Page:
CURIOSITY KILLED THE FEAR

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Albert Einstein once said, “I have no special talents, I am only passionately curious.” I appreciate the modesty and the hope in this statement. It really made me think about the importance of curiosity as the starting point in achieving any goal.

Curiosity leads to new experiences and discoveries, it helps to broaden our horizons, and it makes us think for ourselves. Humans are inquisitive by nature, and curiosity is a trait that we all possess to some degree. We are all curious about different things, and pursuing that curiosity can help us to develop in both our personal or professional lives.

Unfortunately we don’t always follow our curiosity because it can be overshadowed by something bigger—our fears. Have you ever wanted to try something but been too afraid to do it? Perhaps you were afraid of failure, rejection, or humiliation. If that sounds familiar, the next time you are in this situation I want you to think about an old Dr Pepper advert featuring Jesse Eisenberg.

In the advert, Jesse is shown browsing the drinks cooler in a supermarket.  He decides to try Dr Pepper for the first time, figuring “What’s the worst that could happen?” He soon finds out, as his decision triggers an unfortunate series of events. The cooler door shatters into pieces and stacks of boxes collapse onto him. The emergency services are called and have to cut off his trousers to rescue him, all in front of a large crowd of shoppers. To add to his humiliation, the press is gathered outside the supermarket and he is broadcast in his trouser-less state on national news as he is transported to safety.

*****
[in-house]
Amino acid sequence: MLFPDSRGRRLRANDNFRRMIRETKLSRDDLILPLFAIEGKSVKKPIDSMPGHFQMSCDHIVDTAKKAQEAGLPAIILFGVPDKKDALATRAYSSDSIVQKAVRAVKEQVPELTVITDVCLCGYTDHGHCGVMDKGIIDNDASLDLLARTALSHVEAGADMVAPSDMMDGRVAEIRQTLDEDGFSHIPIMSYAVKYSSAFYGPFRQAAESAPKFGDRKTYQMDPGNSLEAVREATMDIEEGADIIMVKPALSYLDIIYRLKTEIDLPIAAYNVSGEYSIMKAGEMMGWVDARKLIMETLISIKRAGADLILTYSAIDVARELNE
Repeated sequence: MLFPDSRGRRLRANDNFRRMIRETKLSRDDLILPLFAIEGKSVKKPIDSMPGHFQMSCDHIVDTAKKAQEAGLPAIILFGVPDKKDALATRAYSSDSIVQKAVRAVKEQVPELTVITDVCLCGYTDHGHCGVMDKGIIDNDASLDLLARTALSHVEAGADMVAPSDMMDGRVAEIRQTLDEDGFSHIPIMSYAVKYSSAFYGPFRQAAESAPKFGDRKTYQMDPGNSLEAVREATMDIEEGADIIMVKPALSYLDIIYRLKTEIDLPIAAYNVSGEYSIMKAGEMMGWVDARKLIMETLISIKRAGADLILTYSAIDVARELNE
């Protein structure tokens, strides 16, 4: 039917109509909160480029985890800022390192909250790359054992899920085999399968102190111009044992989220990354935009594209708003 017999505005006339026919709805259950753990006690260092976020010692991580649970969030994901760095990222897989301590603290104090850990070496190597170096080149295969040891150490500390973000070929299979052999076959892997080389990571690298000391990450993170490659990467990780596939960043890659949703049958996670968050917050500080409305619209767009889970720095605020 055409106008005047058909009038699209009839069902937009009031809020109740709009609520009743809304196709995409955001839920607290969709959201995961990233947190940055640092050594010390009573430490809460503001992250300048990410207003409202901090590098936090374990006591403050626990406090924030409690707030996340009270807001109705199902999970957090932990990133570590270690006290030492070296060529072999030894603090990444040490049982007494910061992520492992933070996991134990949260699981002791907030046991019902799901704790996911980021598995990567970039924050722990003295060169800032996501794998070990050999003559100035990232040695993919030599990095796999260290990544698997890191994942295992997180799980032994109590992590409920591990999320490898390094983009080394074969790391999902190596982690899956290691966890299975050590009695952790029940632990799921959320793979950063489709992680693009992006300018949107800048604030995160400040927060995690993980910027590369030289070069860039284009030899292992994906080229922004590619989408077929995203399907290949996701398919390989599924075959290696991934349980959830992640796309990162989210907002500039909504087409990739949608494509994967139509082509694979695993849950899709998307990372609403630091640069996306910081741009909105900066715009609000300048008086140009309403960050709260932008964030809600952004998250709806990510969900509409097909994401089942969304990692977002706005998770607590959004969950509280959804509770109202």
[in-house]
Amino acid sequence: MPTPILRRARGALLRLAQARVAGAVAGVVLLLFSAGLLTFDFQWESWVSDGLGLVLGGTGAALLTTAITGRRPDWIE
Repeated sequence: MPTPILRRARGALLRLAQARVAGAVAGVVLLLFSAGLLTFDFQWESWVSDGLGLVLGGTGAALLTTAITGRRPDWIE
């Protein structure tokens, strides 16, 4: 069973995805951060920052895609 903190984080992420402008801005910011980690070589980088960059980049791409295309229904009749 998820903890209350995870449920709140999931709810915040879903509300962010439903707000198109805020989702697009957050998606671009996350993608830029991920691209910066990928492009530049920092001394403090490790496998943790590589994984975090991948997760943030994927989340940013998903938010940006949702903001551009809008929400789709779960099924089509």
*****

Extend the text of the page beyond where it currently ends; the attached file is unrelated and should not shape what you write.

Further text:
Thankfully it’s just a hilarious advert, but it illustrates the absurd and unlikely nature of our fears in the context of trying something new. Often those fears are not realised.

For example, my cousin asked me to give a speech at her wedding two years ago. My initial reaction was to say “no, thank you,” as I am in no way a confident public speaker and the idea of speaking in front of a large audience made me feel queasy. But part of me was also excited about the prospect of giving a speech, and I was genuinely curious to see if I could pull it off.

So I decided to bite the bullet and give my first wedding speech. Did it go smoothly? Well, not exactly. I was nervous. When I started speaking, there was a moment where I lost my train of thought and forgot part of the speech. I had to wing it a little. Nevertheless, I stumbled my way through it, and overall it really wasn’t as bad as I thought it would be. It didn’t matter that it wasn’t perfect. The world didn’t end, and I proved to myself that I could step outside of my comfort zone.

I want anyone reading this to know that, if you are “passionately” (or even slightly) curious about something, no matter how big or small—perhaps learning a new skill, exploring a new interest, or taking up a new opportunity—it’s worth trying even if you doubt your ability. Don’t let your fear talk you out of doing something positive you want to do. Instead, satisfy your curiosity and dare to find out what lives on the other side of that fear. It probably isn’t as bad as you think.

 

Written by Erum Haque

Photography courtesy of Flickr